Sembcorp Marine Ltd Is near Its 52-Week Low: Where’s The Bottom?

Sembcorp Marine Ltd (SGX: S51) has had a big change of fortunes in the last 3 years. The company had been one of the strongest performers coming out of the global financial crisis, gaining more than 300% from 2009 to 2011.

However, all that started changing in 2012 as the marine engineering firm has dropped by close to 30% since it peaked at around S$5.40 that year. In fact, Sembcorp Marine’s current share price of S$3.92 is just a hair’s breadth higher than its 52-week low of S$3.90.

What has happened to transform this Straits Times Index (SGX: ^STI) constituent from a market-darling to a market-outcast in just a few years? And more importantly, can it recover?

Sky-high expectations

Sembcorp Marine’s meteoric rise in price from 2009 to 2011 might have been a case of investors expecting too much from the company.

After the global financial crisis, the company was on a boom, and managed to earn returns on equity (ROE) as high as 46% in 2009. Its earnings per share grew by 22% in 2010 , with its dividend more than doubling in that year.

Investors looking at the company’s growth rate and very high ROE might have been very attracted to the firm. However, in 2011 and 2012, the company saw a decline in both its revenue and operating profit. Its ROE also dropped to a more sustainable level of around 22%. With its earnings per share falling from S$0.4155 in 2010 to only S$0.2581 in 2012, investors might have then realized that the company wasn’t able to sustain its growth due to intense competition from Chinese and South Korean competitors . With the drop in profit, Sembcorp Marine’s share price eventually followed suit.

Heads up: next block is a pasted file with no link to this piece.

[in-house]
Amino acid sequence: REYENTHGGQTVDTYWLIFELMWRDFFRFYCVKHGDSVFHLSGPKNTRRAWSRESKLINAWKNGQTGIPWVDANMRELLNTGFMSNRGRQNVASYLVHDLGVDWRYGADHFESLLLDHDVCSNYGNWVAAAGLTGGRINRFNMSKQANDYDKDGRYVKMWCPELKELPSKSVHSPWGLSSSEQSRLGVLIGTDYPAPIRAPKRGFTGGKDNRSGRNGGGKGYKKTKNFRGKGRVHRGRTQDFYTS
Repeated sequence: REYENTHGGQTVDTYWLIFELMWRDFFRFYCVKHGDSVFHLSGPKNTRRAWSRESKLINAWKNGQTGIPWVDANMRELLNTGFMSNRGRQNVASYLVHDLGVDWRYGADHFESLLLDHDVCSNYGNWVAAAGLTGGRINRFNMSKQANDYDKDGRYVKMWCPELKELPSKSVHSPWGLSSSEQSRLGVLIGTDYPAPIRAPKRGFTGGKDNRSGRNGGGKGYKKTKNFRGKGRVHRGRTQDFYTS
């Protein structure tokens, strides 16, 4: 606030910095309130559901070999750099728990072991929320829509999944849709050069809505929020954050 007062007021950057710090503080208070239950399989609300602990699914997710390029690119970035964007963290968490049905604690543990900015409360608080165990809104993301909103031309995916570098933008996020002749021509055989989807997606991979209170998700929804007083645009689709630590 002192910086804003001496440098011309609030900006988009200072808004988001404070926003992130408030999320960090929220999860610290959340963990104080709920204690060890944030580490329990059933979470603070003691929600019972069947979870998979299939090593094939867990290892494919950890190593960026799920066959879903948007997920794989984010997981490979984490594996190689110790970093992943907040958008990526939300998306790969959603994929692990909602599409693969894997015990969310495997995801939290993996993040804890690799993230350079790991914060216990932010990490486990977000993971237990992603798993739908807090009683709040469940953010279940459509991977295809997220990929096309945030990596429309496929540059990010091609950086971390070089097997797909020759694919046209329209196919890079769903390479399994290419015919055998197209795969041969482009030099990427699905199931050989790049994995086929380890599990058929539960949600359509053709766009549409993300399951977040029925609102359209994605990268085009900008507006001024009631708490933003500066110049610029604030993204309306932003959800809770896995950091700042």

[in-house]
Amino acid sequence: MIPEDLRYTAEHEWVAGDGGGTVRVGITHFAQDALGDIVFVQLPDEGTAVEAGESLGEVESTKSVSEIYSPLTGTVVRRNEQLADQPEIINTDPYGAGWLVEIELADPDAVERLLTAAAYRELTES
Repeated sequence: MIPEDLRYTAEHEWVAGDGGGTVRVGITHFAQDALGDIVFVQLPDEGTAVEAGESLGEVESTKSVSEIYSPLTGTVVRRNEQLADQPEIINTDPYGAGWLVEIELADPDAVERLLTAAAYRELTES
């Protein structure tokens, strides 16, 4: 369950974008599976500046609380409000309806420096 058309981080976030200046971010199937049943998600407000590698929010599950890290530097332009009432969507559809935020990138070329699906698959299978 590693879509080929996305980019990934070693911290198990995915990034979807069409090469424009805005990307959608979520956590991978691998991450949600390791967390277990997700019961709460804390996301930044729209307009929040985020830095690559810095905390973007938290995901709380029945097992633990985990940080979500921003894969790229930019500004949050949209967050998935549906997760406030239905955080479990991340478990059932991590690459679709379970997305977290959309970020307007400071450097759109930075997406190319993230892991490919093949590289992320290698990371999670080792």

Astute readers might have the following question: At its share price peak in 2012, Sembcorp Marine was only trading at a very reasonable price to earnings (PE) ratio of 13, so where is that case of “investors expecting too much from the company?” As it turns out, the sky-high expectations were on the company’s ability to sustain unrealistically high corporate performance (such as its ROE of more than 40%).

This is a good example of why it is important for investors to not have a blind focus on just a single metric like the PE ratio when it comes to determining how cheap or expensive a share is.

What’s happening currently?

Despite its falling profits, it should be noted that Sembcorp Marine is still a major player in the marine and oil & gas industry. It currently has an order book of S$12.7 billion which runs through to 2019.

Management for one seems optimistic about the company’s future. In fact, in the first half of 2014, the company had seen a 23% increase in its turnover with its earnings per share growing by 4%. Sembcorp Marine is also expanding with four new dry docks in Singapore and a shipyard in Brazil. All these are hardly signs of a company facing a structural and permanent decline.

Sembcorp Marine Ltd is currently trading at 15 times its trailing earnings and has a dividend yield of 2.77%.

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The information provided is for general information purposes only and is not intended to be personalised investment or financial advice. Motley Fool Singapore contributor Stanley Lim doesn’t own shares in any companies mentioned.